This Month, NASA Plans to Crash a Spacecraft with an Asteroid to Alter Its Course

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In an effort to change its trajectory, NASA is preparing to crash a spacecraft with an asteroid about the size of the Great Pyramid of Giza. The study, which is a component of NASA’s Planetary Defense mission, aims to determine whether the technique may be applied in the event of an asteroid heading straight for Earth.

On Monday, September 26, at 7:14 p.m. EDT, asteroid Dimorphos will make its closest approach to Earth, triggering the Double Asteroid Redirection Test (DART). The vending machine-sized spacecraft, which launched in November 2021, will autonomously find its path to impact and be completely Bruce Willis-free, in contrast to most major asteroid flicks.

Scientists at the Johns Hopkins University Applied Physics Laboratory will meticulously monitor how long it takes for moonlet Dimorphos to orbit its parent asteroid Didymos before and after collision in order to gauge the impact of the $330 million mission. The asteroid will finish its circle faster if the collision at 24,100 kilometers per hour (15,000 miles per hour) was successful. For just this reason, the Lowell Discovery Telescope in Flagstaff, Arizona, has been keeping a close eye on the orbital path of Dimorphos.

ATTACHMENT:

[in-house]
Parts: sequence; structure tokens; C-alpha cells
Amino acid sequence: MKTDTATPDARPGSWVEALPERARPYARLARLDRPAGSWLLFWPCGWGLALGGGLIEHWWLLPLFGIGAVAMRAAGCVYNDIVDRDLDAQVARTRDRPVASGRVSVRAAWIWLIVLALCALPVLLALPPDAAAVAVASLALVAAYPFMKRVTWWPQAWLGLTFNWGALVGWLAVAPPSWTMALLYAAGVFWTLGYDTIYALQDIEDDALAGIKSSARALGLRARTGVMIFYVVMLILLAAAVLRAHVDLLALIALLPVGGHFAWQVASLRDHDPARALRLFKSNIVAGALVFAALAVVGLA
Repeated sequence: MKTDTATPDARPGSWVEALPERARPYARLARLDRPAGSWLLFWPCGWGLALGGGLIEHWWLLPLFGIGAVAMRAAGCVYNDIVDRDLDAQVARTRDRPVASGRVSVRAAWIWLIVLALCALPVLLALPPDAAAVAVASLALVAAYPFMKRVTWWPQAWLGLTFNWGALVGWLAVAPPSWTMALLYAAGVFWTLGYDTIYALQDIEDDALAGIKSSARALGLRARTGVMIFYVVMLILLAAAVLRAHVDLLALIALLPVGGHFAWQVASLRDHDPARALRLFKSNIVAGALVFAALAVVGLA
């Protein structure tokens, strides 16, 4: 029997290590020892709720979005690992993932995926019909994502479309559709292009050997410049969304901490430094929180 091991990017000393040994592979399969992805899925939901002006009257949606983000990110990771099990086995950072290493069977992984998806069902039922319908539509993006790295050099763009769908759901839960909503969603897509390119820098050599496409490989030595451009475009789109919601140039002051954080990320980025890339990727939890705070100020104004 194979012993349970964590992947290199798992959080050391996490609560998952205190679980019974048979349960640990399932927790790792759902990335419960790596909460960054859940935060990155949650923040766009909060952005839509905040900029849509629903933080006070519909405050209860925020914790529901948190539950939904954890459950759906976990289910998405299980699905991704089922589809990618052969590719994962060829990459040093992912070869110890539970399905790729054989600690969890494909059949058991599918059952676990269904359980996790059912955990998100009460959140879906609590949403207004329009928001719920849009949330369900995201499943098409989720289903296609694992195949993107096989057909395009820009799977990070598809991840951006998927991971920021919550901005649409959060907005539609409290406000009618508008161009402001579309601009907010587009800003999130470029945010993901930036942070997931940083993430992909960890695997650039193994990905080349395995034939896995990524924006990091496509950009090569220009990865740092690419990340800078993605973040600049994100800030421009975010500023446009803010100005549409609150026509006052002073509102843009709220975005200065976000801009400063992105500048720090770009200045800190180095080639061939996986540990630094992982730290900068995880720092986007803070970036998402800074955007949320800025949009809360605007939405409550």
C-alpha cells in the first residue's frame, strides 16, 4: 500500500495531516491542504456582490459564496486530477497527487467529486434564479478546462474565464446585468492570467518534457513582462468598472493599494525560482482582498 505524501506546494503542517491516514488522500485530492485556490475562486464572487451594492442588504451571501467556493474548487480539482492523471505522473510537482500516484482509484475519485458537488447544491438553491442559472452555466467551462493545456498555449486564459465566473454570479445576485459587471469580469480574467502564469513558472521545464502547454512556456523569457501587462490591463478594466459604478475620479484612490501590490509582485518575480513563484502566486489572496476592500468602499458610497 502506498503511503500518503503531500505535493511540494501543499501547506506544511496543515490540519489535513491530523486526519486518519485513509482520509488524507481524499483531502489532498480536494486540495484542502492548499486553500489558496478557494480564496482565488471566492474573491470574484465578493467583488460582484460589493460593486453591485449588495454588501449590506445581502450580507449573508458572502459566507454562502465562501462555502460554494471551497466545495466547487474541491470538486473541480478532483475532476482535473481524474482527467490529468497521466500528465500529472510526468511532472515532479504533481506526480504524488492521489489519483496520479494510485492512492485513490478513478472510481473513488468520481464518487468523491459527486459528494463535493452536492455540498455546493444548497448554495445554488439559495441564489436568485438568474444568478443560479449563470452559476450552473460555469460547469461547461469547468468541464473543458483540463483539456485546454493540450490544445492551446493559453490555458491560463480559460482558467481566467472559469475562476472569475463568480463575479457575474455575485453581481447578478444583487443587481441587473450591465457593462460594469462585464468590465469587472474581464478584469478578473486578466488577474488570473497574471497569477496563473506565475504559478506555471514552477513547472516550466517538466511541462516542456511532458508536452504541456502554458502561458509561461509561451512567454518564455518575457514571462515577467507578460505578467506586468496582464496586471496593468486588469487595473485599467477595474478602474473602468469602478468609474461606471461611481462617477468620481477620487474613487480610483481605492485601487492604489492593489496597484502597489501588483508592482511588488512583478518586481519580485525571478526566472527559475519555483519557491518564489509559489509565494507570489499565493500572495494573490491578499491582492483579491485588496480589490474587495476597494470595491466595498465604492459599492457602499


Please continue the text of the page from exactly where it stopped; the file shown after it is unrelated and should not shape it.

Read:  Lunar Security or Space Spying? China's Moon Surveillance Raises Concerns

 

Ali Esen

Istanbul University, Department of Mathematics. Interested in science and technology.

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